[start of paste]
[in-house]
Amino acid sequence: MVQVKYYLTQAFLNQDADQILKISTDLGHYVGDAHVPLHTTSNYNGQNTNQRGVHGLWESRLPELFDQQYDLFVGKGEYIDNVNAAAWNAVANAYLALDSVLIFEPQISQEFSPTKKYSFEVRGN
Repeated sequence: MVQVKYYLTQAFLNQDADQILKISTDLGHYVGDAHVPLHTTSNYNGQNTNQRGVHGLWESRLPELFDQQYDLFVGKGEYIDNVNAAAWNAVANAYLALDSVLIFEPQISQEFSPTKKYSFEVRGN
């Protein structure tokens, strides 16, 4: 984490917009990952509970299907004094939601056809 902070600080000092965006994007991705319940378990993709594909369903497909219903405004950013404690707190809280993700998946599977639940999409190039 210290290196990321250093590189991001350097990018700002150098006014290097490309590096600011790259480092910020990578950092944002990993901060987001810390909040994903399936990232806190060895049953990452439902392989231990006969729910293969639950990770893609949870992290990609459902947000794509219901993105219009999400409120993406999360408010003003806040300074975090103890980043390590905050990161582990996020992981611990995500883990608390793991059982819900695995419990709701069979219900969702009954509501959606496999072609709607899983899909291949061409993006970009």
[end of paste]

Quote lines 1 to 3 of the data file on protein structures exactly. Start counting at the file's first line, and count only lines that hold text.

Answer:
[in-house]
Amino acid sequence: MVQVKYYLTQAFLNQDADQILKISTDLGHYVGDAHVPLHTTSNYNGQNTNQRGVHGLWESRLPELFDQQYDLFVGKGEYIDNVNAAAWNAVANAYLALDSVLIFEPQISQEFSPTKKYSFEVRGN
Repeated sequence: MVQVKYYLTQAFLNQDADQILKISTDLGHYVGDAHVPLHTTSNYNGQNTNQRGVHGLWESRLPELFDQQYDLFVGKGEYIDNVNAAAWNAVANAYLALDSVLIFEPQISQEFSPTKKYSFEVRGN